Mumin's Waterfall RSS

This personal waterfall shows you all of Mumin's arguments, looking across every debate.
1 point

I’m glad to have piqued your interest. You have made a strong point as well.

All religions, including Islam, have been ravaged over time.

Few followers have been able to maintain a strong adherence to the faith, so all religions are mainly distortions. Here's some further discussion regarding this point: 1401#arg10419

For most people, access to any original evidence is near impossible in the case of the old religions (predating Islam), including the original, unadulterated religious scriptures. Islam is the last of the Abrahamic religions of God to have been revealed to humanity, and claims to be the final and complete guide for all generations to come.

However, an integral part of the Islamic religion is that an authority will always be present on the face of the Earth as a living testament to the word of God, declared categorically to its followers by the prevailing authority.

In the case of Islam, the blood lineage of the messenger Muhammad and his rightful successor, Maulana Ali, established a succession that would carry forward the religion of God for all time to come, ensuring its relevance through the ages.

Mainstream Islam of today opposes this view, denying divine succession of a central authority by appointment.

So once you get the popcorn out of the microwave, you might want to consider changing the channel, since most of what you’ll hear is just drivel.

Perhaps the best way to figure it out for yourself is to be honest in your judgments, have good, benevolent intentions, and pray that God will guide you to the light.

4 points

There are a few religions that have ever gained widespread acceptance, especially among the intellectuals of its age and passed down to the present day.

Islam doesn't say that other religions are wrong.

Muslims believe that there have been 124,000 prophets and messengers sent down to mankind throughout the ages. All these prophets preached the oneness of God.

A messenger is someone chosen by God to call people to the worship of one God and was given a new book or source of revelation, ie, Moses was given the Torah [Jesus was given the Bible] and Muhammad was given the Qur'an.


However, the only scripture widely available to this generation in its original, unaltered form is the Koran.

Even the Koran has been taken apart by various forces since history, but it is the miracle that the original word still exists. The scripture was expressed by Muhammad through divine inspiration (enlightenment) and this was composed in everything from its narrative and poetry to its script and sounds. However, its meanings are beyond the understanding of ordinary people and very few have responsible, delegated authority to pass on this information - that is designed to guide humans towards this state of enlightenment, or heaven.

I believe a path to enlightenment does exist, and it is the only way to understand anything beyond our human cognition.

5 points

I guess water isn't wet to itself. But it can make anything else with so much as a wink.

1 point

Look, phuqster, I understand your reservations. I shared a similar mindset to yours in the past. But before I indulge in any argumentation with you, let me brief you on some areas that many people, like you, are lacking:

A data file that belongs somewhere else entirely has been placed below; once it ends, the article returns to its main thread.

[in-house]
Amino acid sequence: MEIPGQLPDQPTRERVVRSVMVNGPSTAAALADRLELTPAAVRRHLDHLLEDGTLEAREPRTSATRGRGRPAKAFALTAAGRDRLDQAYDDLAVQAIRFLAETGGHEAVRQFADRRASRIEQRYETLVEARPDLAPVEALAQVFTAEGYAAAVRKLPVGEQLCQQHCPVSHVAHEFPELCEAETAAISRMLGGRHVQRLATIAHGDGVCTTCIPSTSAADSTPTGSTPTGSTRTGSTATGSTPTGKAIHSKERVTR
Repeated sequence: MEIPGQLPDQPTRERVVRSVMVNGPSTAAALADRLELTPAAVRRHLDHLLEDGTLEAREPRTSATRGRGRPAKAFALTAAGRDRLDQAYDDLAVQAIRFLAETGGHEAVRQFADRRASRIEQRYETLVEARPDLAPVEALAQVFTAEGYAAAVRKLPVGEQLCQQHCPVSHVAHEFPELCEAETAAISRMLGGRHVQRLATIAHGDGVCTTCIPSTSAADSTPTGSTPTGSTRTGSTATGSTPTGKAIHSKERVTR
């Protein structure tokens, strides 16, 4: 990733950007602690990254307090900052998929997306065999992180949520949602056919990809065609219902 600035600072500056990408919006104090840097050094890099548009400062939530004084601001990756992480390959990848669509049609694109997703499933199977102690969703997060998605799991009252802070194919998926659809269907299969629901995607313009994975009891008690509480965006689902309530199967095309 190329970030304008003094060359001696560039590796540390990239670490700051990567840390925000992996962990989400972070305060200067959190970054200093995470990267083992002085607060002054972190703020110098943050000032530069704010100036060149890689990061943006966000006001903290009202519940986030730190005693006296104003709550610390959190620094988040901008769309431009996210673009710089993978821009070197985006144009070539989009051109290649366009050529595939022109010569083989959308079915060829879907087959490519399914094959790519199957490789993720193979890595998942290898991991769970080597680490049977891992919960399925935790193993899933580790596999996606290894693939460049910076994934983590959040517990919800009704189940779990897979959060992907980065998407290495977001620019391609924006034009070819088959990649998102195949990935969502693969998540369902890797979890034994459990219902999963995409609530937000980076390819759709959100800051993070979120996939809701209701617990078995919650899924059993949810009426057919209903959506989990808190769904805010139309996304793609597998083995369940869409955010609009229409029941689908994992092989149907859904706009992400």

1. Being a religious follower is not simply a have-blind-faith-you-silly-billy-or-you-roast-in-hell-muahahaha. It’s about finding goodness – which is a whole lot of things over and above worldly issues. But yes, like in most situations, most people abuse religious doctrine to become power-wielders who can push people around. Unfortunately, very few people will ever know religion for what it really is, since history has always had its wicked culprits.

A great deal of understanding religion takes place at various levels, much the same way as a formal educational system. How much you get out of it is up to you, no matter how bad your teachers are at their job and in some cases even then the whole damn institution’s just beginning to rot and the teachers don’t even know the most basic concepts for themselves.

Sometimes you figure it out for yourself or if you’re really lucky, you get into the right school or have a wonderful teacher and develop into a rational human being who can make the right choice based on a highly-ingrained ability to do so.

2. Scientific dictates are the modern religion. Every generation holds on desperately to its ‘proven’ scientific beliefs till a paradigm shift sets things straight. There are always volumes of ‘evidence’ for any claim. And for most claims, droves of people are ready to verify or vilify any claim based on their personal judgment or lack of. Even if science is so god damned sophisticated, it is not infallible. Please answer me this question:

3. The word of God is and has to be infallible (He’s talking about His own creation, for God’s sake). Humans have a limited capacity to learn, and humans are prone to error. Ordinary humans may have one or a few meanings or contexts to any written lines. But if a guy like Shakespeare, (or Matt Gorening for that matter), can have so much depth to their message, we’re talking about God Himself here. And if people can dedicate their whole professional lives studying the works of Shakespeare, you can bet you can probably spend more than a few lifetimes trying to comprehend a single word of God in its entirety. To understand the word of God is a highly involved and dedicated process – in which your questions bring you closer to the answers, not away from them.